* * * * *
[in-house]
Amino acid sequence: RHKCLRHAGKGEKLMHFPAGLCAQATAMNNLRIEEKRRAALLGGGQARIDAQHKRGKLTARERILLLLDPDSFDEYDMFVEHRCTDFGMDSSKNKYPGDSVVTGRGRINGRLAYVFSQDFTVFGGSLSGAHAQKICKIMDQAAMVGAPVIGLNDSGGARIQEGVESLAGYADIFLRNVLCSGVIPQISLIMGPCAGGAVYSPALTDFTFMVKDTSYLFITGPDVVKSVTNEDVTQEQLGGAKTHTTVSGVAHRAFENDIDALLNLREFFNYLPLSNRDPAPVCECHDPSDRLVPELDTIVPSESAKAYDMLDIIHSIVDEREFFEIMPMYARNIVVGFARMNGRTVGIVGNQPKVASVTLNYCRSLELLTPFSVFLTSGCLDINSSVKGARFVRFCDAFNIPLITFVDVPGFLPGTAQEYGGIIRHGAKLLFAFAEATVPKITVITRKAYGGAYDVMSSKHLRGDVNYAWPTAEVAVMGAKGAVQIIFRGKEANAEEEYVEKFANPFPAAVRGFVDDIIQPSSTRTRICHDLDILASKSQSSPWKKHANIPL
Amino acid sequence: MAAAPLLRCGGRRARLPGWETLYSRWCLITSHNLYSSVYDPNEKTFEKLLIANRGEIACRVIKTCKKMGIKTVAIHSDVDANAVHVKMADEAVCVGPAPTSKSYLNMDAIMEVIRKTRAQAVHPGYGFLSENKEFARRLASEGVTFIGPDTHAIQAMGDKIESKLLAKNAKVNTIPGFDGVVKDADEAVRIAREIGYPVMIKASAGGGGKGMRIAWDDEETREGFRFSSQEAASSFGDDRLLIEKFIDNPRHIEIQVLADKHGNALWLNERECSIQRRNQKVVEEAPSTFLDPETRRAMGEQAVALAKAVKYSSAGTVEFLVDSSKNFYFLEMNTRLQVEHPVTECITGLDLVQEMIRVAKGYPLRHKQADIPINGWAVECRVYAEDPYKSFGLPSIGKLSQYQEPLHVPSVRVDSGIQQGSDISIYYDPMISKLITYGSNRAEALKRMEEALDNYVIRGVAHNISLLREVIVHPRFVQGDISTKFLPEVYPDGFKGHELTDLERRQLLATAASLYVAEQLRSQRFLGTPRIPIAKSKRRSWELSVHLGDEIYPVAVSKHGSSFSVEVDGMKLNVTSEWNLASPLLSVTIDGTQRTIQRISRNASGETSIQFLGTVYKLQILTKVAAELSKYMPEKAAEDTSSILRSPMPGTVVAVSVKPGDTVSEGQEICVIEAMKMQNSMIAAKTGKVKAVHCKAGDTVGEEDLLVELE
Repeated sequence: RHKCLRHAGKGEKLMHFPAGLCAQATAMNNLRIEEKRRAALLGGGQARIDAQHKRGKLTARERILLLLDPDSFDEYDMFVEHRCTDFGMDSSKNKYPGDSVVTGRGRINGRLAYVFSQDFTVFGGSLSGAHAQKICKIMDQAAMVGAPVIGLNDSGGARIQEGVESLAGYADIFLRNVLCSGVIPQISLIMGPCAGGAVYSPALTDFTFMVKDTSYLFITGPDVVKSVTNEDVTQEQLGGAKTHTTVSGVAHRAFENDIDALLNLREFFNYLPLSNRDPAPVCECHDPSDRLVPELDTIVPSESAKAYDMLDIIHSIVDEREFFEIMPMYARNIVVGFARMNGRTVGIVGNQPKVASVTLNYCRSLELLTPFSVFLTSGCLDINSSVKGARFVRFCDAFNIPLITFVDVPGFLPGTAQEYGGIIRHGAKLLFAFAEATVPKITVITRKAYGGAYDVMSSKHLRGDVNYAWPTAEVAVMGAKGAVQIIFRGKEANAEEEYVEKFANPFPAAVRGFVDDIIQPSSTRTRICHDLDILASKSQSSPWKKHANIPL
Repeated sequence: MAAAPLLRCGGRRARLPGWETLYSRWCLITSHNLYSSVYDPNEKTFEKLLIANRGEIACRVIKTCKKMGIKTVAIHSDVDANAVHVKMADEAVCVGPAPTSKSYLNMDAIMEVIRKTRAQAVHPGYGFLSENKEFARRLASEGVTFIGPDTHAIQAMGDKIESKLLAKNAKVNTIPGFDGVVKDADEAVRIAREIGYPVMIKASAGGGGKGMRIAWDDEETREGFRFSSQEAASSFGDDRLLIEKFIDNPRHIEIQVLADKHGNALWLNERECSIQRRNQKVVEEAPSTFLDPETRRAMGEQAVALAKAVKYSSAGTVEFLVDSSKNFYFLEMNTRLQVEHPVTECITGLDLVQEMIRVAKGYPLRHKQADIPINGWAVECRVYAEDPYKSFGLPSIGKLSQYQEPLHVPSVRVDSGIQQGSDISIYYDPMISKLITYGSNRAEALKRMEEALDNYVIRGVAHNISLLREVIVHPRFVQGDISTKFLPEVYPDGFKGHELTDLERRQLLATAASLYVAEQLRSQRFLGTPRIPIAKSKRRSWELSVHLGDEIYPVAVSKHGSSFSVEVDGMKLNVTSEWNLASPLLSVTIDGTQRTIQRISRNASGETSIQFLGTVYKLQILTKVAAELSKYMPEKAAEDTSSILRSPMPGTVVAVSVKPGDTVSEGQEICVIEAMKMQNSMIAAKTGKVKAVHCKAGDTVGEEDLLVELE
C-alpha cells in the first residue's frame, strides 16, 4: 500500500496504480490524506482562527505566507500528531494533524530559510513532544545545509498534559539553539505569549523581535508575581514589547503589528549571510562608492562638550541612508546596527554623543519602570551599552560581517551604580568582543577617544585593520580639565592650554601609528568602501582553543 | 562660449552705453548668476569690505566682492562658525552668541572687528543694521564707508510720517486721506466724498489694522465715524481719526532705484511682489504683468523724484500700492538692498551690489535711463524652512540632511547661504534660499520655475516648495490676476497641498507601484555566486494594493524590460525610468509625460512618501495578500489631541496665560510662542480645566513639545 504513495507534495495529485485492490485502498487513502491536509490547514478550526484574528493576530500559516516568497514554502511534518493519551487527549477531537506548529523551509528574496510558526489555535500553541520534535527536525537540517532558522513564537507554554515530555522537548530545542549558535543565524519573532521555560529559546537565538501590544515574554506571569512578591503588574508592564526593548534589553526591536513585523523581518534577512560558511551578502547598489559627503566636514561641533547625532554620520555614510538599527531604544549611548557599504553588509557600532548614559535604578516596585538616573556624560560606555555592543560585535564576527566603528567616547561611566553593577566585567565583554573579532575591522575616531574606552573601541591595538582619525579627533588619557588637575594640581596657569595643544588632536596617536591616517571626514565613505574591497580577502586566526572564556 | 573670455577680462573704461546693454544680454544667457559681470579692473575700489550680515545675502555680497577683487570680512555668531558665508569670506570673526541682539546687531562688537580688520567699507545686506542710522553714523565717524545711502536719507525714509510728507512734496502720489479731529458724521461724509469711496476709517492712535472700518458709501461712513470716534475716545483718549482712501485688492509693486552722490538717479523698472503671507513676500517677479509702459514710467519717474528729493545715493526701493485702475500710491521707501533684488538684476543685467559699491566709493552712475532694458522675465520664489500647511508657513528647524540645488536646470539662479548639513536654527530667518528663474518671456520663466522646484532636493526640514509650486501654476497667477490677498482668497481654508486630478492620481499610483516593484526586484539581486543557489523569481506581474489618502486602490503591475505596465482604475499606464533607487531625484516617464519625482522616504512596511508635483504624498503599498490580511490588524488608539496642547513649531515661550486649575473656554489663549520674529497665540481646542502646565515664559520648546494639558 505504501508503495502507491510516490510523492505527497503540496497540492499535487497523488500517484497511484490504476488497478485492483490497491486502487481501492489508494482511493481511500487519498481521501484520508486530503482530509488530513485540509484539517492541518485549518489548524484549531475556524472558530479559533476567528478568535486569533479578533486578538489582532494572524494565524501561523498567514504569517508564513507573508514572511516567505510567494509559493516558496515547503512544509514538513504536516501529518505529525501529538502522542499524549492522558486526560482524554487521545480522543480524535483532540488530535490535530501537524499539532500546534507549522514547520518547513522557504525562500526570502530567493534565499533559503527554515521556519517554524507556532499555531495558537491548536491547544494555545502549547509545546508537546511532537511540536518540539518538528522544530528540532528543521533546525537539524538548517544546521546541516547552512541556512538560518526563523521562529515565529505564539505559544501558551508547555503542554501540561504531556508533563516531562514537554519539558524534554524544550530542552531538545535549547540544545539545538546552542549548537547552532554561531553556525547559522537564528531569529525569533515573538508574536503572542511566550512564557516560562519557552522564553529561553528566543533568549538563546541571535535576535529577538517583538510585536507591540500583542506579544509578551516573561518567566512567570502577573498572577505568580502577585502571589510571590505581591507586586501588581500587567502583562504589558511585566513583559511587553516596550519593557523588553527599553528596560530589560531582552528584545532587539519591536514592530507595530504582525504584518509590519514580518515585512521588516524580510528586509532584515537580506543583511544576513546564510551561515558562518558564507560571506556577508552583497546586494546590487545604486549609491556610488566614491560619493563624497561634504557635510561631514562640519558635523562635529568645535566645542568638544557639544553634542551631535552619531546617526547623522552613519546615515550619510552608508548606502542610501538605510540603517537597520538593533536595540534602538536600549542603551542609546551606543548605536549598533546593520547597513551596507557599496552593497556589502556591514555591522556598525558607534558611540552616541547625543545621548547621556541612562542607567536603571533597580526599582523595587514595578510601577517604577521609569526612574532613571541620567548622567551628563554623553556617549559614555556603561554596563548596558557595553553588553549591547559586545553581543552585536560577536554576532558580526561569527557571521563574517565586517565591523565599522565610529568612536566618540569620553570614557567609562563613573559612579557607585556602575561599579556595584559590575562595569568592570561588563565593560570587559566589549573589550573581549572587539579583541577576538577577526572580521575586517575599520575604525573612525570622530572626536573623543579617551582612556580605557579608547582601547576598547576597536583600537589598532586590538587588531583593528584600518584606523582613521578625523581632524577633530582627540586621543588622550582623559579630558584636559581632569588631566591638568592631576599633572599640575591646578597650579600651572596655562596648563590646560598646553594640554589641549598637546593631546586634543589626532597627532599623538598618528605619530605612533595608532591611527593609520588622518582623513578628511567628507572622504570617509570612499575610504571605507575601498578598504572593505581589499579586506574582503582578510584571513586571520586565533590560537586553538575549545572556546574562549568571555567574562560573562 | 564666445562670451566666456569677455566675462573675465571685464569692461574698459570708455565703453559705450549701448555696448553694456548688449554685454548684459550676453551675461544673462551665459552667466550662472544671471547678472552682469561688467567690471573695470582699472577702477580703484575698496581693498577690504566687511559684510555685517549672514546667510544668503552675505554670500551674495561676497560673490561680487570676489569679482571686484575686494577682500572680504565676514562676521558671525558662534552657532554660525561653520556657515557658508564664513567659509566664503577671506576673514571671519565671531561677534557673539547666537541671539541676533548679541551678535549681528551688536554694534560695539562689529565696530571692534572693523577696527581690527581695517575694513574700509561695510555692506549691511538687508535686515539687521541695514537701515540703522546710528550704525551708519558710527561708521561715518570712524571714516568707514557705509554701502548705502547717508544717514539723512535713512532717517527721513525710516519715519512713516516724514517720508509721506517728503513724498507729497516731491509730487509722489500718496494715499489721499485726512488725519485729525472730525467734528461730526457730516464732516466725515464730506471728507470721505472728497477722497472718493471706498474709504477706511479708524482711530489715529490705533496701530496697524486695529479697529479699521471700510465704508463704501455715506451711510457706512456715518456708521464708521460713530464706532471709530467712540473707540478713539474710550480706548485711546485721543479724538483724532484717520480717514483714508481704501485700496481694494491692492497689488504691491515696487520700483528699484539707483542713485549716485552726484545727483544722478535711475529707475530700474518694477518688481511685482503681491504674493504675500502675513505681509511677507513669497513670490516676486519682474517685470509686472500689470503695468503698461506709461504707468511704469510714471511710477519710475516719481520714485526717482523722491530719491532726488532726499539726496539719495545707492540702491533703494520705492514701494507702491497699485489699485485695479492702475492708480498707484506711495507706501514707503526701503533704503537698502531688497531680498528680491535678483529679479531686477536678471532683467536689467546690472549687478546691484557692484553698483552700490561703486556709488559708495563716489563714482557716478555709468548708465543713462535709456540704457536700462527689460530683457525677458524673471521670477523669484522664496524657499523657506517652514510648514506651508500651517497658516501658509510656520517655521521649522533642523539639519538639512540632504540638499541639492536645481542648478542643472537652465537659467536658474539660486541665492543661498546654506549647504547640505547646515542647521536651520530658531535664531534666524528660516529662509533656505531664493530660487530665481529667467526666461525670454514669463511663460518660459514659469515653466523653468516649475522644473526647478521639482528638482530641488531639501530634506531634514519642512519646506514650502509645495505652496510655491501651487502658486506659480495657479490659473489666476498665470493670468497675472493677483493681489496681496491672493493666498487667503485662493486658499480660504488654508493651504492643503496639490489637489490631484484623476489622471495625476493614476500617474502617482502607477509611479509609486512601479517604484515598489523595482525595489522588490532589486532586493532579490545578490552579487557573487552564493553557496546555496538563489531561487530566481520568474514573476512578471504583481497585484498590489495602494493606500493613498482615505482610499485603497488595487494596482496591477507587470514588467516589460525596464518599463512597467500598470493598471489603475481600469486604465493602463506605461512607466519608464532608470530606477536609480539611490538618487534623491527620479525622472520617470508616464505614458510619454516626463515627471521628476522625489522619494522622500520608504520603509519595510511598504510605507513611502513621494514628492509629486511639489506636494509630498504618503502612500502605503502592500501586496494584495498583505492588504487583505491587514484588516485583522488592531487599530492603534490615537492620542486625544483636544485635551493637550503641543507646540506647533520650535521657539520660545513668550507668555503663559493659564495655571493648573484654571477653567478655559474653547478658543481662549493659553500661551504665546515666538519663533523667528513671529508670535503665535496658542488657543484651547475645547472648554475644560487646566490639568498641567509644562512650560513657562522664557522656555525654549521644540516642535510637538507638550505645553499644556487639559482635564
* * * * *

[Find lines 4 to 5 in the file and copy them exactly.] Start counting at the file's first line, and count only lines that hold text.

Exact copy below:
Repeated sequence: RHKCLRHAGKGEKLMHFPAGLCAQATAMNNLRIEEKRRAALLGGGQARIDAQHKRGKLTARERILLLLDPDSFDEYDMFVEHRCTDFGMDSSKNKYPGDSVVTGRGRINGRLAYVFSQDFTVFGGSLSGAHAQKICKIMDQAAMVGAPVIGLNDSGGARIQEGVESLAGYADIFLRNVLCSGVIPQISLIMGPCAGGAVYSPALTDFTFMVKDTSYLFITGPDVVKSVTNEDVTQEQLGGAKTHTTVSGVAHRAFENDIDALLNLREFFNYLPLSNRDPAPVCECHDPSDRLVPELDTIVPSESAKAYDMLDIIHSIVDEREFFEIMPMYARNIVVGFARMNGRTVGIVGNQPKVASVTLNYCRSLELLTPFSVFLTSGCLDINSSVKGARFVRFCDAFNIPLITFVDVPGFLPGTAQEYGGIIRHGAKLLFAFAEATVPKITVITRKAYGGAYDVMSSKHLRGDVNYAWPTAEVAVMGAKGAVQIIFRGKEANAEEEYVEKFANPFPAAVRGFVDDIIQPSSTRTRICHDLDILASKSQSSPWKKHANIPL
Repeated sequence: MAAAPLLRCGGRRARLPGWETLYSRWCLITSHNLYSSVYDPNEKTFEKLLIANRGEIACRVIKTCKKMGIKTVAIHSDVDANAVHVKMADEAVCVGPAPTSKSYLNMDAIMEVIRKTRAQAVHPGYGFLSENKEFARRLASEGVTFIGPDTHAIQAMGDKIESKLLAKNAKVNTIPGFDGVVKDADEAVRIAREIGYPVMIKASAGGGGKGMRIAWDDEETREGFRFSSQEAASSFGDDRLLIEKFIDNPRHIEIQVLADKHGNALWLNERECSIQRRNQKVVEEAPSTFLDPETRRAMGEQAVALAKAVKYSSAGTVEFLVDSSKNFYFLEMNTRLQVEHPVTECITGLDLVQEMIRVAKGYPLRHKQADIPINGWAVECRVYAEDPYKSFGLPSIGKLSQYQEPLHVPSVRVDSGIQQGSDISIYYDPMISKLITYGSNRAEALKRMEEALDNYVIRGVAHNISLLREVIVHPRFVQGDISTKFLPEVYPDGFKGHELTDLERRQLLATAASLYVAEQLRSQRFLGTPRIPIAKSKRRSWELSVHLGDEIYPVAVSKHGSSFSVEVDGMKLNVTSEWNLASPLLSVTIDGTQRTIQRISRNASGETSIQFLGTVYKLQILTKVAAELSKYMPEKAAEDTSSILRSPMPGTVVAVSVKPGDTVSEGQEICVIEAMKMQNSMIAAKTGKVKAVHCKAGDTVGEEDLLVELE